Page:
7. Buy this or something like it to extend the electric. This will pass NEC code. Extension cords are not allowed inside the walls. Plug it in to the wall under those windows or better yet get a good surge protector.
  8. Sorry, just realized this is a 2month old post. How did it go?! haha
u/nevergirl · 2 pointsr/InteriorDesign

I live on the second floor of a building also with huge floor to ceiling windows that look into the public courtyard and across into neighbor apartments. I bought this stuff from amazon:

And used this tutorial:
to create patters on my windows that let in all the light, and let me enough outside to make me happy without people being able to see inside very easily. The window film lets in a lot of light, but isn't see-thru at night (I've checked! Even standing right in front of the window with a light behind me, you can only see a vague outline, no details).

Hope you find your solution, good luck!

u/formerly_crazy · 23 pointsr/InteriorDesign

When I was in college (before I went to Interior Design school and got my MIA degree) I splurged on a book called The Magic of Small Spaces. It includes photos and floor plans of a lot of small houses and apartments all over the world, furnished in many different styles. It pretty much inspired me to go to design school, and showed me that you don't have to have a lot of square footage or spend a lot to develop a high-impact design. Other resources: The Domino Book of Decorating and Remodelista. The first is a fun "how-to" for curating/furnishing your own home, the second is by the editors of They all definitely include some high-dollar stuff, but also include a lot of IKEA, 2nd hand, and DIY. Hope that helps!

u/zebradust · 7 pointsr/InteriorDesign

I use blackout curtains in addition to my wooden blinds. They block out more light and heat (when closed of course), help with energy bills, and still come in a variety of patterns/colors (depending on where you get them). They run more pricy than regular curtains but they're definitely worth it to me. They are a bit heavier, too, so make sure you use the rod recommended on the box. I've gotten them at Walmart, but here's an Amazon page to check them out. I have navy ones but I don't think colors matter as long as they have the special backing on them for the heat.

u/gibson85 · 1 pointr/InteriorDesign

hang a an old steel guitar with something like this? or perhaps a banjo or mandolin may even fit in with the decor better. also, is that a recessed light at the top of it? i think its a really fantastic space that, if used correctly, would really make the area "pop."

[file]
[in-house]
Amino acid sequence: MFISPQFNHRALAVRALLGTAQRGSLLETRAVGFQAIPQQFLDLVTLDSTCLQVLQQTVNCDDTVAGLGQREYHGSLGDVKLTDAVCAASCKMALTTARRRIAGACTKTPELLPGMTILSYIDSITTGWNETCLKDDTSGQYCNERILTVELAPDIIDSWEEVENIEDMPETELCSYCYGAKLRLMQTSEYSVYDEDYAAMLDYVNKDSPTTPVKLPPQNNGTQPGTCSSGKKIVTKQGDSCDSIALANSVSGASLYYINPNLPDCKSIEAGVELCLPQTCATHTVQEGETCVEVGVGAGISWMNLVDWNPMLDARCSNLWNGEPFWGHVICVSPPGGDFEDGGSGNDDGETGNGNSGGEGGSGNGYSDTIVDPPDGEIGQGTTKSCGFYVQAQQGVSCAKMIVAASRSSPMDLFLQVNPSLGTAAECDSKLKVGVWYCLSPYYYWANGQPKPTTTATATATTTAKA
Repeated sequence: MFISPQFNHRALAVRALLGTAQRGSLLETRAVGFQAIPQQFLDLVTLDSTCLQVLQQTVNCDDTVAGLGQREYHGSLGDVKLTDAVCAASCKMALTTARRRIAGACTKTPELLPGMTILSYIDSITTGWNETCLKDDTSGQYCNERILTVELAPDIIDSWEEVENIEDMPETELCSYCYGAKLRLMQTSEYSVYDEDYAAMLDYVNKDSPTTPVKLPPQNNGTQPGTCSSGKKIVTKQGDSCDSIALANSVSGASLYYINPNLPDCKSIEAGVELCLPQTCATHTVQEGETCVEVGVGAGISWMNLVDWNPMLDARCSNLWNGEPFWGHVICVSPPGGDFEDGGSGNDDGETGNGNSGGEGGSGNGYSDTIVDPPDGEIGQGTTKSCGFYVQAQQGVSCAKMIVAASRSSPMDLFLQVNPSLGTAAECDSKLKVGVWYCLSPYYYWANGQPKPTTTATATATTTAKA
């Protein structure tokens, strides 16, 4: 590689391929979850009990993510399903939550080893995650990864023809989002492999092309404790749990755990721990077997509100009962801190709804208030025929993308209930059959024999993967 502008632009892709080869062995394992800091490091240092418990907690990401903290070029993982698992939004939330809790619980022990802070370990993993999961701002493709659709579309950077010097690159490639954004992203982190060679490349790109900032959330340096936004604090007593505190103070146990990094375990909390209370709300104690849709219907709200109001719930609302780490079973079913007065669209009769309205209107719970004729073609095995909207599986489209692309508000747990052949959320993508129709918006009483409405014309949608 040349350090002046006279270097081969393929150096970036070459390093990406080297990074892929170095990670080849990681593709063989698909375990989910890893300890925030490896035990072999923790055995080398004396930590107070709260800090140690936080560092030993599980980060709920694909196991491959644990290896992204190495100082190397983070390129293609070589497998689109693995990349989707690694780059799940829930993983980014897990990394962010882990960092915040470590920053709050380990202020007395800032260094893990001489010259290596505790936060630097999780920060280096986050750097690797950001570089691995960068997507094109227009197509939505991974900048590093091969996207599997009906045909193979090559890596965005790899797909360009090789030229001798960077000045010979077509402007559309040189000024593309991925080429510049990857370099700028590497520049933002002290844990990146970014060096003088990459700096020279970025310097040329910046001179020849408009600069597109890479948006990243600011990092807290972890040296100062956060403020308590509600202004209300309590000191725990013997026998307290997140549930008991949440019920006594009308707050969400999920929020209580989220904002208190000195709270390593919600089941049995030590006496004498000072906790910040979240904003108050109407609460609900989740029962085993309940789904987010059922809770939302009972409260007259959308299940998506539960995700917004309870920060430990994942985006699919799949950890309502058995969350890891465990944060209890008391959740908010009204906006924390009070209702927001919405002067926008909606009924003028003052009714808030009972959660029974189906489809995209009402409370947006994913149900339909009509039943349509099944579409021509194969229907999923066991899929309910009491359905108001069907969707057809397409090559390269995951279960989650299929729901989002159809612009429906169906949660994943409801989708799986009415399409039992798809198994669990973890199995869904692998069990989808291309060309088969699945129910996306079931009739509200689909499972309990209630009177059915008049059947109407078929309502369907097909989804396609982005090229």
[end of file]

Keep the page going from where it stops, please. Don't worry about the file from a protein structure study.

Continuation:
u/land_loch · 3 pointsr/InteriorDesign

Both of Myquillyn Smith's books, for sure.

The Nesting Place: It Doesn’t Have to Be Perfect to Be Beautiful

Part memoir, part interior design inspo, she tells about how she went about making her many houses (13 all told, most of them rentals) into homes over the past 18 years. Practical, down to earth, and encouraging for those of us who don't yet have our dream house or dream budget but still want a pretty home.

Cozy Minimalist Home: More Style, Less Stuff

Almost no "decluttering" dictates, unless you find honing your home's purpose and, in turn, its decor, releases you to purge what no longer serves the design of your home. This book is like Interior Design 101, explaining scale, light, texture, etc. and then instructing how to apply it room by room in your home. Don't expect tips on how to store your record collection, do expect to go get a bigger rug.

u/districtly · 1 pointr/InteriorDesign

I think the trouble is whites/creams aren't as inherently light blocking as darker colors so they're not as popular as blackout, more popular as sheers / voile.

Try searching also for "offwhite", "ivory" and "ecru" and just pay attention to reviews mentioning how the color looks IRL



"Ecru" :

FWIW I have these in beige, but they're a true beige not a cream. They block light pretty well.

u/seekay14 · 2 pointsr/InteriorDesign

While there are tons and tons of books to go through I recommend starting with something basic. I have a copy of the Nest Home Design Handbook and it covers how to merge styles and gives you a lot of things to consider when moving to a new home with a spouse. Their website may also have some articles that could be useful. While it's nice to think about objects and furniture to buy and whatnot ultimately the biggest thing to focus on is how to communicate your design priorities and find ways to make compromises if you disagree on layouts or colors or anything.

Hope that helps!

u/MadameDufarge · 4 pointsr/InteriorDesign

Others have already posted to look into "color theory" and some great books. Some other items for your tool box:

A color wheel - basic one here. The back of this wheel shows basic color schemes (like complementary, triadic, tetradic) that can be a first step to selecting a pallette for your designs.

Go to Sherwin-Williams if you have one near you and buy their color fan deck. Theirs is well organized and having all the choices at once will help you guage whether a specific blue, for example, is warmer or coolor than you want. Even if you don't purchase SW paint, many paint retailers can match from the SW color code. If you really want to splurge, you can get a Pantone color fan, but just starting out it's probably overkill.